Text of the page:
On April 8, the White House announced the replacement of an inconsistent 40-year-old barrier made of surplus corrugated steel landing mats with the newly constructed 30-foot wall in Calexico, CA.

A new $73 million bollard wall along a 20-mile portion of the U.S.-Mexico border will replace existing fencing in the Santa Teresa, NM area. Santa Teresa-area construction of what U.S. Border Patrol officials called the "president's border wall" began in April 2018. The construction replaces existing posts that serve as vehicle barriers in the area. The wall will stand 18 to 30 feet tall in different areas, depending on the terrain. "It is going help maintain a secure border. It is going to establish the operational control that the president has mandated," El Paso Border Patrol Sector Chief Aaron Hull said when construction was officially announced.

Border Patrol officials said the fencing will reduce illegal entries, but environmental activists have raised concerns about the structure's impact on wildlife.

In a story titled, “Rio Grande Valley Landowners Plan To Fight Border Wall Expansion,” NPR reported that more than 570 Texas private landowners have started to receive “right-of-entry” letters from the federal government seeking to survey their land for possible border wall construction – the latest in a growing string of reminders about the consequences of Republican acquiescence to Trump’s emergency declaration.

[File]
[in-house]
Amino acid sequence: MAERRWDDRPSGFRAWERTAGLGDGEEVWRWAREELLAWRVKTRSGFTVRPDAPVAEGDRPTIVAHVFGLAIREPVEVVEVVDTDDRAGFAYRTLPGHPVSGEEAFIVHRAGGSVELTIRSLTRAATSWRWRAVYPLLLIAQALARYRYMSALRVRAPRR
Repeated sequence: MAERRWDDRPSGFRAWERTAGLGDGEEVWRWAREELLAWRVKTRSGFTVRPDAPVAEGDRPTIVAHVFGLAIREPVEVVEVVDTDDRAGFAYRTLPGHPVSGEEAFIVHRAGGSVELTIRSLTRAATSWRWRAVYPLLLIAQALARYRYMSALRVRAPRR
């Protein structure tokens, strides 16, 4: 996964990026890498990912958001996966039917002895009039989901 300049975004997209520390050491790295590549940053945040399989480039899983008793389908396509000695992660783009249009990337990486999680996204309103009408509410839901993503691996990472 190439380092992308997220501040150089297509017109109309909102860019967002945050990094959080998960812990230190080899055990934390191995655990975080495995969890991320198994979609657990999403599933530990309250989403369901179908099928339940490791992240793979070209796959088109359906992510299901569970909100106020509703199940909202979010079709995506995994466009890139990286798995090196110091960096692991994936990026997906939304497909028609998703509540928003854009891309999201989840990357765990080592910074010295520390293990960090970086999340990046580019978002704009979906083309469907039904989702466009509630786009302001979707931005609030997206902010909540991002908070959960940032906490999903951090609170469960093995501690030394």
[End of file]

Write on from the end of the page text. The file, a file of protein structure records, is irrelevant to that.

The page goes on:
The second Pentagon contract awarded Tuesday by the Army Corps of Engineers was to Barnard Construction Co. of Bozeman, MT. The company received a $187 million contract to build 11 miles of fencing in three separate segments along the Yuma County border in southwestern Arizona.

The first stretch will replace 5 miles of vehicle barriers along the Colorado River with the 18-foot-tall fencing. The second stretch will replace 2 miles of wire-mesh fencing farther south along the Colorado River. The third stretch will be 4 miles along the Barry M. Goldwater Air Force Range in the eastern portion of the county.

All three portions are scheduled to be completed by September 2020.

Barnard Construction previously had received a $172 million contract to replace 14 miles of outdated landing-mat fencing along the San Luis port of entry with newer, 30-foot bollards. Construction is to begin this April, El Paso Times wrote.

Author: USA Really